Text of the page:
Biography from Wikipedia.com
Dr. Paul Craig Roberts - Economist, Co-Founder of Reaganomics & Acclaimed Author
Roberts is a graduate of the Georgia Institute of Technology and holds a Ph.D. from the University of Virginia. He was a post-graduate at the University of California, Berkeley and at Merton College, Oxford University. His first scholarly article (Classica et Mediaevalia) was a reformulation of "The Pirenne Thesis."
In Alienation and the Soviet Economy (1971), Roberts explained the Soviet economy as the outcome of a struggle between inordinate aspirations and a refractory reality. He argued that the Soviet economy was not centrally planned, but that its institutions, such as material supply, reflected the original Marxist aspirations to establish a non-market mode of production. In Marx's Theory of Exchange (1973), Roberts argued that Marx was an organizational theorist whose materialist conception of history ruled out good will as an effective force for change.
From 1975 to 1978, Roberts served on the congressional staff. As economic counsel to Congressman Jack Kemp he drafted the Kemp-Roth bill (which became the Economic Recovery Tax Act of 1981) and played a leading role in developing bipartisan support for a supply-side economic policy. His influential 1978 article for Harper's, while economic counsel to Senator Orrin Hatch, had Wall Street Journal editor Robert L. Bartley give him an editorial slot, which he had until 1980. He was a senior fellow in political economy at the Center for Strategic and International Studies, then part of Georgetown University.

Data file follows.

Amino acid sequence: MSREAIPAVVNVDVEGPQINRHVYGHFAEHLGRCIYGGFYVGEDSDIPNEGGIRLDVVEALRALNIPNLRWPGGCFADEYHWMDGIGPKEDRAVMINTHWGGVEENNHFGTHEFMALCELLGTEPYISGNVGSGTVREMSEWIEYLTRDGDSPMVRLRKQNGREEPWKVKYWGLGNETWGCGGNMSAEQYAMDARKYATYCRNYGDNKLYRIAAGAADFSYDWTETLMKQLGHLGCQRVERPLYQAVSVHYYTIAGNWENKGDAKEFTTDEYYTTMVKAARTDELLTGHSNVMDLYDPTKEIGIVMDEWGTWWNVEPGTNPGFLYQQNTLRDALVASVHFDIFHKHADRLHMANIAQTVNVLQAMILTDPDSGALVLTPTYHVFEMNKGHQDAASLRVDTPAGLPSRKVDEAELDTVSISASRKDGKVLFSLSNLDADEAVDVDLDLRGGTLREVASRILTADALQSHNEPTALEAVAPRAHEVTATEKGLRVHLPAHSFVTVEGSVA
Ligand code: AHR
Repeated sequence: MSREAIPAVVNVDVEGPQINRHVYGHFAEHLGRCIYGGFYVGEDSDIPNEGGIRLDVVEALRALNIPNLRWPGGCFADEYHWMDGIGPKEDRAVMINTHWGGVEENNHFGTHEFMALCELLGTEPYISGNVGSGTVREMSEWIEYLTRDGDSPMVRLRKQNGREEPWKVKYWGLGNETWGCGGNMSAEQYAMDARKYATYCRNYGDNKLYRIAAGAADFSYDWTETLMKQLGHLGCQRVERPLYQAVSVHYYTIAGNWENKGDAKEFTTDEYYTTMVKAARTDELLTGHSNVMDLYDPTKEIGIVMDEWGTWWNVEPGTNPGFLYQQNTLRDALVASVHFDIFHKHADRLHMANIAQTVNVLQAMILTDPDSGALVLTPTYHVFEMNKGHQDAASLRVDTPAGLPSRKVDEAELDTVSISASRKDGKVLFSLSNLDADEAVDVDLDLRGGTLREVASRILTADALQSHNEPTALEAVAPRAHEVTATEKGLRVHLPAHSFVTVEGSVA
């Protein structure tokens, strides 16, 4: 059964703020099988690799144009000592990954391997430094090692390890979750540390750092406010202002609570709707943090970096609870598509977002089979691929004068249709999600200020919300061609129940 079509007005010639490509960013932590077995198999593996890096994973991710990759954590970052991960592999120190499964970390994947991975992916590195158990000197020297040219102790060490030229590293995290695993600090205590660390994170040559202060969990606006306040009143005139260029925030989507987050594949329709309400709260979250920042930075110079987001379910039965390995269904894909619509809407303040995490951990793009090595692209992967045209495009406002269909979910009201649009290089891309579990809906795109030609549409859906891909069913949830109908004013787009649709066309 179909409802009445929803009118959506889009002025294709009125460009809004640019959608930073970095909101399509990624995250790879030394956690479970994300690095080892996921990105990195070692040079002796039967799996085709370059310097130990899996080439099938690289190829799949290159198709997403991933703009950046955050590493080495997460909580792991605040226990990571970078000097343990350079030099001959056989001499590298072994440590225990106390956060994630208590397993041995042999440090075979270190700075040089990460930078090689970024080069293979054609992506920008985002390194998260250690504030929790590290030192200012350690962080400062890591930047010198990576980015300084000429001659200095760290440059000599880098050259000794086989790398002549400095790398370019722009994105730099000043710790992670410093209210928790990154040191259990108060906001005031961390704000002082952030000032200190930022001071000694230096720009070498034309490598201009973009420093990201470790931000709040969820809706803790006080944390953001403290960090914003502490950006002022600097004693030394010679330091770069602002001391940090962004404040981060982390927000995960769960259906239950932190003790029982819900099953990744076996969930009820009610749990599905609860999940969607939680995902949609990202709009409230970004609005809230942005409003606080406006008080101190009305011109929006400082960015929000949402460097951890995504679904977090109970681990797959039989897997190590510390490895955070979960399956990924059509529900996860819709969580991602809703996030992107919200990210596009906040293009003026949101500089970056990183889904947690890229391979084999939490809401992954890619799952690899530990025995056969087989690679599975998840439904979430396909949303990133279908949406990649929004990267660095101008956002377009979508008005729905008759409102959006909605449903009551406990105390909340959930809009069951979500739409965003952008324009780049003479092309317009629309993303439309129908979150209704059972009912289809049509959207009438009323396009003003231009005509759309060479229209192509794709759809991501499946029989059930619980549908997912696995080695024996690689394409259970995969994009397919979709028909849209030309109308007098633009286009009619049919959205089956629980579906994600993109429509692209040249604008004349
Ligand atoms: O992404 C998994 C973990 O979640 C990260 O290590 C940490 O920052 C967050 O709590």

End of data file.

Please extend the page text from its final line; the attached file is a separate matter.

From early 1981 to January 1982 he served as Assistant Secretary of the Treasury for Economic Policy. President Ronald Reagan and Treasury Secretary Donald Regan credited him with a major role in the Economic Recovery Tax Act of 1981, and he was awarded the Treasury Department's Meritorious Service Award for "outstanding contributions to the formulation of United States economic policy." Roberts resigned in January 1982 to become the first occupant of the William E. Simon Chair for Economic Policy at the Center for Strategic and International Studies, then part of Georgetown University. He held this position until 1993. He went on to write The Supply-Side Revolution (1984), in which he explained the reformulation of macroeconomic theory and policy that he had helped to create.
He was a Distinguished Fellow at the Cato Institute from 1993 to 1996. He was a Senior Research Fellow at the Hoover Institution.